Monitoring Cloud Computing by Layer, Part 1
April 2011 • White Paper
In this paper, Jonathan Spring presents a set of recommended restrictions and audits to facilitate cloud security.
Software Engineering Institute
The general characteristics of cloud computing's three service models - software as a service (SaS), platform as a service (PaaS), and infrastructure as a service (IaaS) - include on-demand self service, broad network access, pooling of resources, rapid elasticity of provisioning resources, and service or resource monitoring. On the basis of the Cloud Security Alliance's work, a cloud is modeled in seven layers: facility, network, hardware, OS, middleware, application, and the user. These layers can be controlled by either the cloud provider or the cloud customer.
Table 1 identifies which layers the cloud provider controls under the three service models. Any service-level agreement (SLA) should clearly delineate these lines of responsibility. Analyzing these controls per cloud layer can make it easier to manage auditing and security monitoring. The desired controls don't change significantly for a given layer according to whether the cloud provider or customer manages that layer, but implementation and scalability differences exist. Regardless of who's responsible for the layer, the customer must ensure that the controls are enacted according to its standards.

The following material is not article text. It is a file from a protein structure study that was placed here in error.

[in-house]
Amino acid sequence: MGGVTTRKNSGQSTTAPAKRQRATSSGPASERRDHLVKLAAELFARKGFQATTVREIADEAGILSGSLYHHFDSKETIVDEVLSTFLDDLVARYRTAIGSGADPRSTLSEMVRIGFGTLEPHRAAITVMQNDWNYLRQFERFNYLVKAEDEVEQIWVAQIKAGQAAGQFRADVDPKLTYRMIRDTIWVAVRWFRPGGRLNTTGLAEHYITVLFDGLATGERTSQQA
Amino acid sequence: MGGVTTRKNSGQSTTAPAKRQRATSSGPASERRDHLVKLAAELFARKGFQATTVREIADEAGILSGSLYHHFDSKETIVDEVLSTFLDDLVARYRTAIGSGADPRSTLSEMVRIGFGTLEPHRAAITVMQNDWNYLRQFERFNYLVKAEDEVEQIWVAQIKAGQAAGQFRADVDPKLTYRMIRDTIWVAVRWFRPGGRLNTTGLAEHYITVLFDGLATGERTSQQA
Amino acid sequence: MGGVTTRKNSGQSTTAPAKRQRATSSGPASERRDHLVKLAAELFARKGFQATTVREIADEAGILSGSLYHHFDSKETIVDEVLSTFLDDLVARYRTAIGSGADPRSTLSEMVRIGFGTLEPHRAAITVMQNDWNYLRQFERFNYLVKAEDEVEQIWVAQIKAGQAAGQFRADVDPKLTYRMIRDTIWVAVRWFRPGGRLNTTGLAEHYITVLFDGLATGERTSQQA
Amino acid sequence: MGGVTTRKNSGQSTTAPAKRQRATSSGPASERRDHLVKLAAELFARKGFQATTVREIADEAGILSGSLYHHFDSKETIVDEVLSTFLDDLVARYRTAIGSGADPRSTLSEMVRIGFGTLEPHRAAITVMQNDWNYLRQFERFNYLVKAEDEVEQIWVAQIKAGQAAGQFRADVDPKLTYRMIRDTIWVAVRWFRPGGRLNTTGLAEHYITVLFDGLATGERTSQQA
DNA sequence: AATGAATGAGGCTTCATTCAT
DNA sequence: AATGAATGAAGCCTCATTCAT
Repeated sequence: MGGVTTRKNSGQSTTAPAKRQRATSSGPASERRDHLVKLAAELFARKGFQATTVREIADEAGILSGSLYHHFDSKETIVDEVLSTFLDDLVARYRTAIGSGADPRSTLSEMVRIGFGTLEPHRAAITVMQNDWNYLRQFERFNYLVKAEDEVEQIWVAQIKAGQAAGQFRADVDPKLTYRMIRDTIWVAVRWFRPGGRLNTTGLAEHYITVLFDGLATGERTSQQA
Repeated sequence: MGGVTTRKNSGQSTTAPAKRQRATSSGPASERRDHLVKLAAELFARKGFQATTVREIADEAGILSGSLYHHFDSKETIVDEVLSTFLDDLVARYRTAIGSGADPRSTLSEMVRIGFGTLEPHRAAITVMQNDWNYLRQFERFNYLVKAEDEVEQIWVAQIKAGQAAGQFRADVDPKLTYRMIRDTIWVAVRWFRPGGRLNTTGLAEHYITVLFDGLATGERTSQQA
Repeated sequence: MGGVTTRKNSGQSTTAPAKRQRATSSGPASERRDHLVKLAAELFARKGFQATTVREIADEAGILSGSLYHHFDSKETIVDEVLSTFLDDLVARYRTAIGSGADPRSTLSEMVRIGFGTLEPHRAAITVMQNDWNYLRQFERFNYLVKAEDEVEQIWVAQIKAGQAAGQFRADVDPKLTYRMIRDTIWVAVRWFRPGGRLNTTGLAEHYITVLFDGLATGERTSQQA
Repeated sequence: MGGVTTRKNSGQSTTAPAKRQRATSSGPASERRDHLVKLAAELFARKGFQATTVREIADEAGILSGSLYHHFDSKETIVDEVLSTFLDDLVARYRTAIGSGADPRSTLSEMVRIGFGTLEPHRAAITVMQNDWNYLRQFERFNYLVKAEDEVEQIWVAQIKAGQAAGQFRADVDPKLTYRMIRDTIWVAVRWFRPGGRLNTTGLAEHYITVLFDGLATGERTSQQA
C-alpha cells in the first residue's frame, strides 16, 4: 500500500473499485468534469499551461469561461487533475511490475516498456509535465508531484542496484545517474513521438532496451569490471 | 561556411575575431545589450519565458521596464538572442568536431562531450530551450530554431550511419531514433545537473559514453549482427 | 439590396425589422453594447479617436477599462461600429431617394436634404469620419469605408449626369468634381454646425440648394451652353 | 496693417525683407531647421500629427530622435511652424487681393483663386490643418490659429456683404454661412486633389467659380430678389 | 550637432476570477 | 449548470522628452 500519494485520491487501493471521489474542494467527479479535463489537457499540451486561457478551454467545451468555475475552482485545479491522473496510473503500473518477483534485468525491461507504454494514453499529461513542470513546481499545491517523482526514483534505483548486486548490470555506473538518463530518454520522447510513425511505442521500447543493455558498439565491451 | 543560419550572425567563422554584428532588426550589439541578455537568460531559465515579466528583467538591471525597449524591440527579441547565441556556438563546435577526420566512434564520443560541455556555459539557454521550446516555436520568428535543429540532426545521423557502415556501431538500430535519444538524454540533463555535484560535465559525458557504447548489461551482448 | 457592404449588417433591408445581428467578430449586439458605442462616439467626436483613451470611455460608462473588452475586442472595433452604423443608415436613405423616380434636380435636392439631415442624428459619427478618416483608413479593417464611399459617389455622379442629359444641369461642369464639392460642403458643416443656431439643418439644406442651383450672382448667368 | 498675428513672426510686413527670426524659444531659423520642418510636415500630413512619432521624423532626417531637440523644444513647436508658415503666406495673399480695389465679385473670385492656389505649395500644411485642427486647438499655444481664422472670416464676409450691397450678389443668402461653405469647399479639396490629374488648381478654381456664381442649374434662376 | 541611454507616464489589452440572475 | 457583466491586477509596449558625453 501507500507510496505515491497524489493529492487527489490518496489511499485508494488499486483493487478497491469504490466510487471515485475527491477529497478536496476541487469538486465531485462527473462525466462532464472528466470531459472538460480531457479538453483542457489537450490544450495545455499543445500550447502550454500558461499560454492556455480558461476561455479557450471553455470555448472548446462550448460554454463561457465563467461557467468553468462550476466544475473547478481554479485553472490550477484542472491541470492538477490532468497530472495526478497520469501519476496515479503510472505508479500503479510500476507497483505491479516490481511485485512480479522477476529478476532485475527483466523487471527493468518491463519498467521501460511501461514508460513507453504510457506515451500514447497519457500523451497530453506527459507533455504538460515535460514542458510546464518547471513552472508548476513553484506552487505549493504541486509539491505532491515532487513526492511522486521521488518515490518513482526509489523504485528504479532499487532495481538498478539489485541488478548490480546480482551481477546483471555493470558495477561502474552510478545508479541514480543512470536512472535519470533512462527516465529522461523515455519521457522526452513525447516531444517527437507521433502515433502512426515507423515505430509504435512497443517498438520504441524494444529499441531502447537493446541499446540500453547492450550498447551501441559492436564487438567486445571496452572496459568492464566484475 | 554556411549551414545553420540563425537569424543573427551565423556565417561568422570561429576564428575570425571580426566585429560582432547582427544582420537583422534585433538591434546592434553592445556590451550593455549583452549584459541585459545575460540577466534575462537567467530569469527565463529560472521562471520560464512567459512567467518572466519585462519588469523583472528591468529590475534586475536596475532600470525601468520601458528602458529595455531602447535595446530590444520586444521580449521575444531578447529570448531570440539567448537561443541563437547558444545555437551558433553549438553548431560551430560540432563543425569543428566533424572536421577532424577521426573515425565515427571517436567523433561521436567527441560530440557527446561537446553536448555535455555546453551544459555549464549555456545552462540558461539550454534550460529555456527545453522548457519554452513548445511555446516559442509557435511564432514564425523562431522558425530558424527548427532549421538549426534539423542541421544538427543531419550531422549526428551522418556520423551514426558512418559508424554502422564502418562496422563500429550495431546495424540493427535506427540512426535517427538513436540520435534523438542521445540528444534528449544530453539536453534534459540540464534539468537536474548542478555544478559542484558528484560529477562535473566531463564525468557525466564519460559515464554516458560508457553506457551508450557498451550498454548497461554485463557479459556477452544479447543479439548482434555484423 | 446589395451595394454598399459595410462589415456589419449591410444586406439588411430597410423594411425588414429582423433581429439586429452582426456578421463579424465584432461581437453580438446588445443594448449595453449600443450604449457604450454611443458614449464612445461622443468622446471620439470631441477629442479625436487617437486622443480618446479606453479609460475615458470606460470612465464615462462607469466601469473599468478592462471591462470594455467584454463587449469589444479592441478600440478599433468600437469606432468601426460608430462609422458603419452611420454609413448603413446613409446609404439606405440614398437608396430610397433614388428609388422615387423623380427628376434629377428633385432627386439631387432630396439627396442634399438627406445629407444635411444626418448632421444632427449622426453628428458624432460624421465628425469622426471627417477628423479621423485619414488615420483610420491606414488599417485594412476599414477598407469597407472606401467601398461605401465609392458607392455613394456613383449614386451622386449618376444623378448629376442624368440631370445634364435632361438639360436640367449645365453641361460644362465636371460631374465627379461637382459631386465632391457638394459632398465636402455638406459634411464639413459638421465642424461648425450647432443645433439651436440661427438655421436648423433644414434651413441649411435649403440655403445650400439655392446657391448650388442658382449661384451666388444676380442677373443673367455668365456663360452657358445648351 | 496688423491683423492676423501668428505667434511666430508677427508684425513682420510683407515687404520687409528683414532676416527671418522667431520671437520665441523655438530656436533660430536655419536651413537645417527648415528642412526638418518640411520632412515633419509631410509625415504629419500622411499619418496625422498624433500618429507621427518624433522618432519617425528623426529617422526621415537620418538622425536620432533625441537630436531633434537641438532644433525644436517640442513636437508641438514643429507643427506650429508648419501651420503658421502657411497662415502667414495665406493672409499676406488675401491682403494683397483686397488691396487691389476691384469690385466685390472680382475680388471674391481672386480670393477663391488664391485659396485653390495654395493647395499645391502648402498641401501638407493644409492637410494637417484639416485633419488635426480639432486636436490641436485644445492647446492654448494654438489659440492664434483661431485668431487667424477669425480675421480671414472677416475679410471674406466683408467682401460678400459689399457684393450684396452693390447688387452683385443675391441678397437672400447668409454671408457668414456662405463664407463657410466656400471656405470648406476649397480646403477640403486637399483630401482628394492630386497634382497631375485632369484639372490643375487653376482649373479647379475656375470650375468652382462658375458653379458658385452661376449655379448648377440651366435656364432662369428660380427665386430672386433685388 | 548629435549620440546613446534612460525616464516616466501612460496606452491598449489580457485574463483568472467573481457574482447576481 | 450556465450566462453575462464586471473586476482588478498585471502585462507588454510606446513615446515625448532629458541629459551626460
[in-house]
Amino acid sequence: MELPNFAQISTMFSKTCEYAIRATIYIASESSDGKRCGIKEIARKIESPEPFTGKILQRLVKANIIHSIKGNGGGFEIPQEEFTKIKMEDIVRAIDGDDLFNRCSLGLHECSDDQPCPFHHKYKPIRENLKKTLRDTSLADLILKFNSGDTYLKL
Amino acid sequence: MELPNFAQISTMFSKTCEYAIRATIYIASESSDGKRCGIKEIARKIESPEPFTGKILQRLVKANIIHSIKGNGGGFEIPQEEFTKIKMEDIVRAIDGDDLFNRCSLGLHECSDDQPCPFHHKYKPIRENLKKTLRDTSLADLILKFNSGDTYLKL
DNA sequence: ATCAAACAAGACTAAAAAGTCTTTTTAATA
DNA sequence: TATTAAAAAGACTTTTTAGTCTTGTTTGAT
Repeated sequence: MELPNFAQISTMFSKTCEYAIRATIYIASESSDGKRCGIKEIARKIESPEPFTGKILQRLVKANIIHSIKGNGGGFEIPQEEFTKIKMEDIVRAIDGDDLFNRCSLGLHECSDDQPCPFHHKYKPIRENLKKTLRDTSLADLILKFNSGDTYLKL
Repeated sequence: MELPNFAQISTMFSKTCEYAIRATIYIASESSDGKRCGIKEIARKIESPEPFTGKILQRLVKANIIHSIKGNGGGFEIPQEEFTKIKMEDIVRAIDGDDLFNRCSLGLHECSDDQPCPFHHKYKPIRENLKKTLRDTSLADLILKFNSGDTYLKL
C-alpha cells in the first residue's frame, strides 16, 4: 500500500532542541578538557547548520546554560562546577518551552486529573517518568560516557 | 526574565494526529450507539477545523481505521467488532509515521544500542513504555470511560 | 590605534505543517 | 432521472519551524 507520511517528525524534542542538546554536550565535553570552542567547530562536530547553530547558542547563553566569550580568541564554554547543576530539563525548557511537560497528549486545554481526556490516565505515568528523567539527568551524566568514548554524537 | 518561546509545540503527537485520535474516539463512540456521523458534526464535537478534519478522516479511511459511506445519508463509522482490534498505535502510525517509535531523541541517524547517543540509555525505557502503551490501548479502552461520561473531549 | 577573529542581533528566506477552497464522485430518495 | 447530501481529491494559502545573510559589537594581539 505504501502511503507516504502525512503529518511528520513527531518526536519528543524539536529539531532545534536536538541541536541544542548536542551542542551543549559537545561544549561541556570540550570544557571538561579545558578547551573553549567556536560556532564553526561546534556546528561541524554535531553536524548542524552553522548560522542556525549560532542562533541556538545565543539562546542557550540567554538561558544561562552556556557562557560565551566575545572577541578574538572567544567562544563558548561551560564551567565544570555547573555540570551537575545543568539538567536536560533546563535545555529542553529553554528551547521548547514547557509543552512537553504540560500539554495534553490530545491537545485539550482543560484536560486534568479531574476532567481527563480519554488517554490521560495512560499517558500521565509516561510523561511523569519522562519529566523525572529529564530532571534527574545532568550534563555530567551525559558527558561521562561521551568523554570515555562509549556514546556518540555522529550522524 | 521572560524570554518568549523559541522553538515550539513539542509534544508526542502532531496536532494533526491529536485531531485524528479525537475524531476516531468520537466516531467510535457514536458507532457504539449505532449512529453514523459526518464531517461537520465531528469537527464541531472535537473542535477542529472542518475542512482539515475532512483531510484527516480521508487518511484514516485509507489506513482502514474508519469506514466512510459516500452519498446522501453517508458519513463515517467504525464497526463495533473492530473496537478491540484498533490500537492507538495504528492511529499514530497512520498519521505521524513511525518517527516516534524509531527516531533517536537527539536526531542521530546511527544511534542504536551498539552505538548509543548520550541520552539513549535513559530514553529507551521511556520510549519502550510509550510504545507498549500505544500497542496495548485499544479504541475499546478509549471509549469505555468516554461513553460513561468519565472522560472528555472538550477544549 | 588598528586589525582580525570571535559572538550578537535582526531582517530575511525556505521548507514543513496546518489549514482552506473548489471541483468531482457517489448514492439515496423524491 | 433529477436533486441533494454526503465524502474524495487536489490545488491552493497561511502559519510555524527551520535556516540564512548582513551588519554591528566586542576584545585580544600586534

Most clouds receiving publicity are public clouds, which are resources owned and managed by a vendor that sells or leases its services to a large industry group or the public. Public clouds carry the highest risk of data exposure and compromise owing to the less controlled environment and must be handled with the appropriate caution. Any cloud project will have idiosyncrasies, and each requires its own risk assessment.
Here, I present a set of recommended restrictions and audits to facilitate cloud security. Although the recommendations might be overkill for deployments involving no sensitive data, they might be insufficient to allow certain information to be hosted in any public or community cloud. Owing to space constraints, I cover only the lower four layers here. Part 2 will complete the discussion by covering the middleware, application, and user layers.